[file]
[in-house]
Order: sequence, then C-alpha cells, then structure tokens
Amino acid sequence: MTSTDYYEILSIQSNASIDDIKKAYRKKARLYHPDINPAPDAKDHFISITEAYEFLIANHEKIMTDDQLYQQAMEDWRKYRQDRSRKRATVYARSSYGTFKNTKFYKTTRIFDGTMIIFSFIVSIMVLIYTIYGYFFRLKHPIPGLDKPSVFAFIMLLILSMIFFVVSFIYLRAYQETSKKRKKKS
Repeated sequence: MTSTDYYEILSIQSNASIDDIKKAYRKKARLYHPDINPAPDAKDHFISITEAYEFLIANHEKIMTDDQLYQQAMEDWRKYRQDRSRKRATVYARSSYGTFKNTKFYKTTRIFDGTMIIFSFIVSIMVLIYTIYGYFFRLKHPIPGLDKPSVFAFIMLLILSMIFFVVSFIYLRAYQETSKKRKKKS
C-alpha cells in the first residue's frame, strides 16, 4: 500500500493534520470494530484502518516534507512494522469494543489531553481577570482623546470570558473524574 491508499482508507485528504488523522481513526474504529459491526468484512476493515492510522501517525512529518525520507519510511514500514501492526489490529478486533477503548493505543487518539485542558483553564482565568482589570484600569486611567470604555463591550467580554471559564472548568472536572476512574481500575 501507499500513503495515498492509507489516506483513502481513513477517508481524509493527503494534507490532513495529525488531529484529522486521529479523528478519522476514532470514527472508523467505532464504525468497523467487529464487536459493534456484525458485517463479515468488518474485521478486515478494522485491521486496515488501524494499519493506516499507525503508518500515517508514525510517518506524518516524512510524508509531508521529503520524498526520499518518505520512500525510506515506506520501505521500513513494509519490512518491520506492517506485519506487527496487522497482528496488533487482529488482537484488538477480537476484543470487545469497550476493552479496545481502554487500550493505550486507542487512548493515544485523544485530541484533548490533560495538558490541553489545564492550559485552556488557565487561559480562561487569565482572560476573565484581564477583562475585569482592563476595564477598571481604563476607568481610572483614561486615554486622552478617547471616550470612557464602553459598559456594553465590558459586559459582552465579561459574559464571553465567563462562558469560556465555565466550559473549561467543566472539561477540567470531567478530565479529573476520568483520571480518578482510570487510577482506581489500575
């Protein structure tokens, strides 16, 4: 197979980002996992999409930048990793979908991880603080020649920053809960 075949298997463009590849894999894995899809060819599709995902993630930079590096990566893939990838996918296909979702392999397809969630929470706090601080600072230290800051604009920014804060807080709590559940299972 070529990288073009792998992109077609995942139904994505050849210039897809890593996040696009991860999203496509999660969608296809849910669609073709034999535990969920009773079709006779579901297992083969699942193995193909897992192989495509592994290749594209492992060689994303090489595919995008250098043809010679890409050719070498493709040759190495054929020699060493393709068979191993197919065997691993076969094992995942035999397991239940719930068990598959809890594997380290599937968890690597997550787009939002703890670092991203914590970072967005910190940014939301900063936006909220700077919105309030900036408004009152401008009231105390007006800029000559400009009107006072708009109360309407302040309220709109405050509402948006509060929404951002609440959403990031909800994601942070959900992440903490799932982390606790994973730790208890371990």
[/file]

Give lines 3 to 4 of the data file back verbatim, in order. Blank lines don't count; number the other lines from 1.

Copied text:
Amino acid sequence: MTSTDYYEILSIQSNASIDDIKKAYRKKARLYHPDINPAPDAKDHFISITEAYEFLIANHEKIMTDDQLYQQAMEDWRKYRQDRSRKRATVYARSSYGTFKNTKFYKTTRIFDGTMIIFSFIVSIMVLIYTIYGYFFRLKHPIPGLDKPSVFAFIMLLILSMIFFVVSFIYLRAYQETSKKRKKKS
Repeated sequence: MTSTDYYEILSIQSNASIDDIKKAYRKKARLYHPDINPAPDAKDHFISITEAYEFLIANHEKIMTDDQLYQQAMEDWRKYRQDRSRKRATVYARSSYGTFKNTKFYKTTRIFDGTMIIFSFIVSIMVLIYTIYGYFFRLKHPIPGLDKPSVFAFIMLLILSMIFFVVSFIYLRAYQETSKKRKKKS